{
    }
    

  8. Specify that your class inherits from Generator, as shown in the following example:

    public class AddressGenerator : Generator
    {
    }
    

  9. Add the DatabaseSchemaProviderCompatibilityAttribute, as shown in the following example:

    [DatabaseSchemaProviderCompatibility(typeof(SqlDatabaseSchemaProvider))]
    public class AddressGenerator : Generator
    {
    }
    

    For more information about the extension compatibility attribute, see Extending the Database Features of Visual Studio.

  10. On the File menu, click Save All.

In the previous section, you created a class library that inherited from the Generator class. In this section, you will add an output property to your class. Output properties contain the values of the generated data. Output properties also specify which types of data this generator can produce.

To add an output property

  1. Create the member variables that will be used for generating the address, as shown in the following example.

    The _address variable will be used in a later step in an output property.

    private Random _random;
    private string _street;
    private string _city;
    private string _state;
    private int _zipCode;
    private string _address;
    
    private static readonly List<String> _states =
                new List<string>() { "AK", "AL", "AK", "AZ", "AR", "CA", "CO", "CT", "DE", "FL", "GA", "HI", "ID", "IL", "IN", "IA", "KS", "KY", "LA", "ME", "MD", "MA", "MI", "MN", "MS", "MO", "MT", "NE", "NV", "NH", "NJ", "NM", "NY", "NC", "ND", "OH", "OK", "OR", "PA", "RI", "SC", "SD", "TN", "TX", "UT", "VT", "VA", "WA", "WV", "WI", "WY" };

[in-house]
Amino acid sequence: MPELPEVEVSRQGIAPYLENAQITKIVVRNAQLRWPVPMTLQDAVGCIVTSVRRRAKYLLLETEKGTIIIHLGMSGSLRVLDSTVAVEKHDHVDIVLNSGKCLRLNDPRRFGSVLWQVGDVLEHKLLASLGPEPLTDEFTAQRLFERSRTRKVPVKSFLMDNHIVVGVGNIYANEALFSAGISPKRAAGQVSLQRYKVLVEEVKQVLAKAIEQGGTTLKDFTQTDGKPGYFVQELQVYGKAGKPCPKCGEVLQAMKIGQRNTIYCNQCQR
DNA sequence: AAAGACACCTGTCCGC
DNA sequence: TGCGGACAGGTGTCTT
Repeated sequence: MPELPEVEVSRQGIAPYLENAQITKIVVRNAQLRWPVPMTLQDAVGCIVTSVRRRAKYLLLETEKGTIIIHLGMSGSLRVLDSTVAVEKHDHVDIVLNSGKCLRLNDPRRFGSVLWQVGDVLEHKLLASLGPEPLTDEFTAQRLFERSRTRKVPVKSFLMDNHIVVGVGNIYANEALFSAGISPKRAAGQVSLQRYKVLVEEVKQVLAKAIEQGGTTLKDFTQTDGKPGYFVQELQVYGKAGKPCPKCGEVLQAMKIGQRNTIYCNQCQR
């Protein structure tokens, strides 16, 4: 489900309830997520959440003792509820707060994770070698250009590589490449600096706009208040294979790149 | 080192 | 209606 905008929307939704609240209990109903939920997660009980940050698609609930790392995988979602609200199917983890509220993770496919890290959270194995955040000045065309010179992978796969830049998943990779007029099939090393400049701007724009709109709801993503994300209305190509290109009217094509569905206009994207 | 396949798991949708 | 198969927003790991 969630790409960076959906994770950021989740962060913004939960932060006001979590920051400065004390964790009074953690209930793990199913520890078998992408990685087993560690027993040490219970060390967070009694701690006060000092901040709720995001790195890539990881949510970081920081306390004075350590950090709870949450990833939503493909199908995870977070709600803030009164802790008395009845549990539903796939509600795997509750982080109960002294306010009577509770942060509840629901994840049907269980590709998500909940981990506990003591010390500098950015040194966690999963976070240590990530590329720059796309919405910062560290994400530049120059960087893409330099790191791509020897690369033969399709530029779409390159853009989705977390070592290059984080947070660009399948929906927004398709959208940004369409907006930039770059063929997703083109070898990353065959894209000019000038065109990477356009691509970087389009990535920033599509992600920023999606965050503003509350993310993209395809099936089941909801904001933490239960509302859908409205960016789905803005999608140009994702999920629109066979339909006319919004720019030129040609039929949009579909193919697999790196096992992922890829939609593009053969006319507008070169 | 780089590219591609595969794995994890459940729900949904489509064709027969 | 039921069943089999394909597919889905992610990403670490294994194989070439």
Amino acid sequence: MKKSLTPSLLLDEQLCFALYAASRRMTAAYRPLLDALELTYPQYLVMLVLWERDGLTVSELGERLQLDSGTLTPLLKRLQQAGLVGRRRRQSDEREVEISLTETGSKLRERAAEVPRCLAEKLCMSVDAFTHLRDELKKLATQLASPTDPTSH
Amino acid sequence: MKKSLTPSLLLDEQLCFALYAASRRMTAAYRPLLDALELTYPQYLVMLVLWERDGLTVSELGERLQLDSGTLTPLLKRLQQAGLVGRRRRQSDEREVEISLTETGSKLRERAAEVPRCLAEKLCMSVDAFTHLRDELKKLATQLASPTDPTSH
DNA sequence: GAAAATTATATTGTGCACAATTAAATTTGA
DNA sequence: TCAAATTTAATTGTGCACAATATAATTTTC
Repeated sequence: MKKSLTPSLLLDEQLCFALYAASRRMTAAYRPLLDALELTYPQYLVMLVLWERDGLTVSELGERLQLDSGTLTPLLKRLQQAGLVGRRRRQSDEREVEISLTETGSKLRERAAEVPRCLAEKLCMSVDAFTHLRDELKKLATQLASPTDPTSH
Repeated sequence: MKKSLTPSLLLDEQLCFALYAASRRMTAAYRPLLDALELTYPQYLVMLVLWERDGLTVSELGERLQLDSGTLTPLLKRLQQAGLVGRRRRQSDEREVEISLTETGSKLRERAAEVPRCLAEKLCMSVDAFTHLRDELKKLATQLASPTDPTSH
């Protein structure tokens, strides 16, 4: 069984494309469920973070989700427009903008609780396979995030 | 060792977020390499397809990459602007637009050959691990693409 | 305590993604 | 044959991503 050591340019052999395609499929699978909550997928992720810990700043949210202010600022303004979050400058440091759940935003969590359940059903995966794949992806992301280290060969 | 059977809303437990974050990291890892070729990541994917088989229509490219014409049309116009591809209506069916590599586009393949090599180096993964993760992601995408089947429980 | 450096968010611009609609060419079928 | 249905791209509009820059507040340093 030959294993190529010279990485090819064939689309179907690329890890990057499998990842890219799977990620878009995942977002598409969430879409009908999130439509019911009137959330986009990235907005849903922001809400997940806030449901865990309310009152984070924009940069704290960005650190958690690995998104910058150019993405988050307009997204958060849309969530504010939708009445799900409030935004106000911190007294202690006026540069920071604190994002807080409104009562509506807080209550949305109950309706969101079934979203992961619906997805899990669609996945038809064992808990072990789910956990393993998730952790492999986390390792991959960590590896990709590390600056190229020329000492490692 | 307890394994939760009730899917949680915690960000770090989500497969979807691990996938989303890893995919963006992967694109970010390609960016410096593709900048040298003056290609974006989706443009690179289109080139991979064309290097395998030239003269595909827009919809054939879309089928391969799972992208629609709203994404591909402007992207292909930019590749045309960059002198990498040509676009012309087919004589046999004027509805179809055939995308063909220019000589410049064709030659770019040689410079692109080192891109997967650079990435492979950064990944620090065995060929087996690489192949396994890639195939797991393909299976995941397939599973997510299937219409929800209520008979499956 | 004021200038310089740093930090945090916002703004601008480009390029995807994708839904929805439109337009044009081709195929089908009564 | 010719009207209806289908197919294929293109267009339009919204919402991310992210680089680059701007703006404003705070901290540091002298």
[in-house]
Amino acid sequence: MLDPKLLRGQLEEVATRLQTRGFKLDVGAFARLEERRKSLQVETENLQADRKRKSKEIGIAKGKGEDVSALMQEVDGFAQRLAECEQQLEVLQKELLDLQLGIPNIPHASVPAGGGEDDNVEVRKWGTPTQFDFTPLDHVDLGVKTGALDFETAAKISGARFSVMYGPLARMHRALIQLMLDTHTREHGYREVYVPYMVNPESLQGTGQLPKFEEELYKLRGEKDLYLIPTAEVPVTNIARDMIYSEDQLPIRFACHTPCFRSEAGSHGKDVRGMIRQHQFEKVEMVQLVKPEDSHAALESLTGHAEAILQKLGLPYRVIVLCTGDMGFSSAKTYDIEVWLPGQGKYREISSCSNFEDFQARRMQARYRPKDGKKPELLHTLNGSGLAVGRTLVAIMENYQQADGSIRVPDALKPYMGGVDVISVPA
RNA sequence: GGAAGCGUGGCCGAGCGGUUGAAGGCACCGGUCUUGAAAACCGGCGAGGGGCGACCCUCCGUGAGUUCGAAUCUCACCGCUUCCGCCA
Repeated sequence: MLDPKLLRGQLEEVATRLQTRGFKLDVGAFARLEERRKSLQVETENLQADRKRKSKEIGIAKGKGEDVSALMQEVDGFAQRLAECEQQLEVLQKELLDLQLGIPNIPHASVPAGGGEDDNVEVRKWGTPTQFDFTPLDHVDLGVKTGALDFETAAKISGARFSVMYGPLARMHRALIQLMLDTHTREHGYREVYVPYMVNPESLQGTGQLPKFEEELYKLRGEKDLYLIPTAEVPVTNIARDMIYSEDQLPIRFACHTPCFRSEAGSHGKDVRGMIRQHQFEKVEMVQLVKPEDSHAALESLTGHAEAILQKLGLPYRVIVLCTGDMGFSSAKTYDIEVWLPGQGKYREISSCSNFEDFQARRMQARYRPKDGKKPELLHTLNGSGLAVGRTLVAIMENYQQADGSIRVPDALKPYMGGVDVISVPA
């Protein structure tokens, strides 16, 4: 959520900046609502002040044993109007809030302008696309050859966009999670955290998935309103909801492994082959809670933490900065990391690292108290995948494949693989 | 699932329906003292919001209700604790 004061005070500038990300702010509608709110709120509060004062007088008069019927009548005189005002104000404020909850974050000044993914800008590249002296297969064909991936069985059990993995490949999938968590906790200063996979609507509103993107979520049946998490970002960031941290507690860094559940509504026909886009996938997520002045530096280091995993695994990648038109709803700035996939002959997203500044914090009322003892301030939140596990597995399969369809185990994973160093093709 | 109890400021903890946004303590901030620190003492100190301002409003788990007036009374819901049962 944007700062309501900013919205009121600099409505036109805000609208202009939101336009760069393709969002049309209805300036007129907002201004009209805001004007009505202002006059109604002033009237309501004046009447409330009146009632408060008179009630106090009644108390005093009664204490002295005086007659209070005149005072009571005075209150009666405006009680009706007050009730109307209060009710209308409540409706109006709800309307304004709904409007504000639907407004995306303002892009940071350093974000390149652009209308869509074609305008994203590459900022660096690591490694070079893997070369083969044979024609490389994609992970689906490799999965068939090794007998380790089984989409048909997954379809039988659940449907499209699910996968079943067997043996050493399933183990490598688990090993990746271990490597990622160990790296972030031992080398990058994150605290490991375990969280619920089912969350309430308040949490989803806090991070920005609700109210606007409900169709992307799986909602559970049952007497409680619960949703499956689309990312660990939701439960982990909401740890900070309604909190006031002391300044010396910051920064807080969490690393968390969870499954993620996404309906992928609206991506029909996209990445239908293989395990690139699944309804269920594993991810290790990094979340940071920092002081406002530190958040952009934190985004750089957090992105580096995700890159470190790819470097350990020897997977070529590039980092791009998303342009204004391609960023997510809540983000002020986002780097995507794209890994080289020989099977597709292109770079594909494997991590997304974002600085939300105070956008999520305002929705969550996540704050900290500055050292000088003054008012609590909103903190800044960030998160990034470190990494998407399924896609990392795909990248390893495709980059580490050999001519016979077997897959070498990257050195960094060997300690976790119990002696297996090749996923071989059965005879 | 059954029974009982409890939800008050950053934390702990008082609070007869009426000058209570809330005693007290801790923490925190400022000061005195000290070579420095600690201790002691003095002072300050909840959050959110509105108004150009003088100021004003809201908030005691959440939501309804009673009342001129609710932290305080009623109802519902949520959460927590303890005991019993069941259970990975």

2. Create a private property for the _random member variable, as shown in the following example:

    private Random Random
            {
                get
                {
                    if (_random == null)
                        _random = new Random(base.Seed);
    
                    return _random;
                }
            }
    
    

  3. Create a public property for the _address member variable and add the OutputAttribute to it, as shown in the following example:

    [Output(Description = "Generates street and city values of \"2150 Newton Street, San Francisco\", with random state and zip code.", Name = "Address")]
            public string Address
            {
                get
                {
                    return this._address;
                }
            }
    

  4. On the File menu, click Save All.

Visual Studio calls the OnGenerateNextValues method of each generator for each set of values that it needs. When you create a data generator, you should override this method to provide logic that generates values for each of your output properties.